April DeConick is "mad as hell" and she's "not going to take it any more." A comment about how few women are doing blogging on the bible really upset her. She comments here on gender bias in the workplace, the church, and the world of scholarship. I'm especially interested in her comments on the apostle Paul, who she sees as engaging in a form of patriarchy in Corinth that attempted to subordinate women to men. Having just taught a Sunday adult class on 1 Corinthians in which I defended Paul against the charge of sexism, I'm wondering what others think of Paul's remarks at Corinth. I took his remarks both to the men and women at Corinth as an attempt to protect them from the danger of disregarding Roman cultural standards.

See Gender on My Mind and Gender Inequality: Is the Problem the Bible?

Barton W. Stone - A Thumbnail Sketch

Judy Hancock provides a second installment on the Stone-Campbell Movement with a sketch of Barton W. Stone.

Barton W Stone would become another principal leader of the Stone-Campbell Movement. Stone was already deeply involved in his own reform movement in western Kentucky several years before the Campbells arrived in America. Born in Port Tobacco, Maryland in 1772, Stone grew up on the Virginia frontier, where he experienced the religious revivalism that broke out periodically on the American frontier. Ordained as a Presbyterian minister at the age of 26, he was assigned to a church at Cane Ridge, Kentucky, where he organized and participated in the largest and most famous camp meeting revival of what American historians call the Second Great Awakening.

As Scotch-Irish Presbyterians immigrated to America, they brought with them the practice of the communion festival. These communion festivals became the highlight of the church year, with people coming from miles around to attend. A wave of such revivals swept through southern Kentucky in the early 1800s, culminating with a camp meeting near the small community of Cane Ridge on August 7, 1801. An estimated 20,000 to 30,000 people of all faiths converged on the area, where fiery sermons were preached day and night, often simultaneously, at different stations throughout the neighboring woods. The revival continued for almost a week with nearly a 1000 conversions. Stone, who had participated in the preaching, became convinced that it was the direct work of the Holy Spirit that moved men and women to put aside denominational divisions and join in Christian unity. Unity would emerge, he believed, only as the Holy Spirit worked in human hearts, transforming people into God's new creation.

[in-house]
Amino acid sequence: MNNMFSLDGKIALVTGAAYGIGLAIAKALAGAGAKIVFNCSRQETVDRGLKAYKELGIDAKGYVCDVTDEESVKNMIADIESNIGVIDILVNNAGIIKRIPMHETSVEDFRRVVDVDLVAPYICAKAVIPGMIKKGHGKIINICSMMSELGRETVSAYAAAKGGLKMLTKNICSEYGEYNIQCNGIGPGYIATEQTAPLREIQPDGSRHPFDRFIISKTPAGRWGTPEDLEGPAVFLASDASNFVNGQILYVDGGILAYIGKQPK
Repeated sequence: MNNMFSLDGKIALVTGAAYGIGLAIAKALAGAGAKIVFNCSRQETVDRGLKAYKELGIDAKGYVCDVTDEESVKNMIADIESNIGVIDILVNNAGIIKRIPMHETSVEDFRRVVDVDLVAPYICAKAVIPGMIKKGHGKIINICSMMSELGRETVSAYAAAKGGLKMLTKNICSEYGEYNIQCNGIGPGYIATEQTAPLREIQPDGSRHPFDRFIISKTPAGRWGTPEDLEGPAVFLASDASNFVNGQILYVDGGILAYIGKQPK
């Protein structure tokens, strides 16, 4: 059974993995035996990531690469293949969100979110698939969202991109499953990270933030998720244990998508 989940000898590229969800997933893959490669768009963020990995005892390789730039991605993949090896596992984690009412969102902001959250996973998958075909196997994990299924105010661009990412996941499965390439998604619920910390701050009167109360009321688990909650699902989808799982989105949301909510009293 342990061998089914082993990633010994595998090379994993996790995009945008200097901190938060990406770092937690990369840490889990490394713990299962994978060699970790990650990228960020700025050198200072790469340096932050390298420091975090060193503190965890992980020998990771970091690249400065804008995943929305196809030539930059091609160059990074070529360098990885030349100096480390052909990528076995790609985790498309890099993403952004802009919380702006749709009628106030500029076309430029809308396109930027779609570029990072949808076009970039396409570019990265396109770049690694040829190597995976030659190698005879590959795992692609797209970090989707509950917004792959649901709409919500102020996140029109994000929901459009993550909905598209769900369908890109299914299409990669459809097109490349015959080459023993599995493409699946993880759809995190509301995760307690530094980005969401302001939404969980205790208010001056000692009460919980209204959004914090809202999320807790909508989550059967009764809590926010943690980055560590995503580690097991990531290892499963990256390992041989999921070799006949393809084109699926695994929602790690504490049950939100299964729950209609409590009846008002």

In the years following Cane Ridge, tensions over revivalism escalated as conservative members of Stone's sect deemed the revivals disorderly and excessive. In late 1803, Stone and five other pro-revival ministers broke away to form their own association, the Springfield Presbytery. Nine months later, however, they disbanded, publishing a declaration of their intention to put aside all denominationalism in order to merge into the universal body of Christ. The declaration, entitled The Last Will and Testament of the Springfield Presbytery, reads in part, "We will that this body die, be dissolved, and sink into union with the Body of Christ at large; for there is but one body and one spirit, even as we are called in one hope of our calling." In that spirit, they formally renounced all names but "Christian" and all creeds but the Bible.

Three central themes marked Stone's vision of non-denominational Christianity. First was the restoration of simple New Testament Christianity. Second was the unity of all believers based on a return to the Bible and the transforming work of the Holy Spirit. Third was the freedom of individuals to understand Scripture for themselves, free of all coercive human creeds and traditions. Stone suffered a great deal of persecution from his Presbyterian friends because of his innovative ideals, but under his leadership, the new "Christian" movement grew substantially throughout Kentucky. By 1823 it numbered over 15,000 members.

At that time, Stone's "Christians" knew little or nothing of Alexander Campbell's "Disciples." Later that year, however, Campbell's movement entered Kentucky, where he preached at one of Stone's churches. Soon after, in 1824, the two men met for the first time. Although they would have lasting doctrinal differences, Barton Stone and Alexander Campbell held each other in high esteem. Both sought a pure faith grounded in the Bible alone; both abhorred division among Christians. On January 1, 1832, the two groups came together in Lexington, Kentucky, where they issued a declaration of unity and thus began the Stone-Campbell Movement.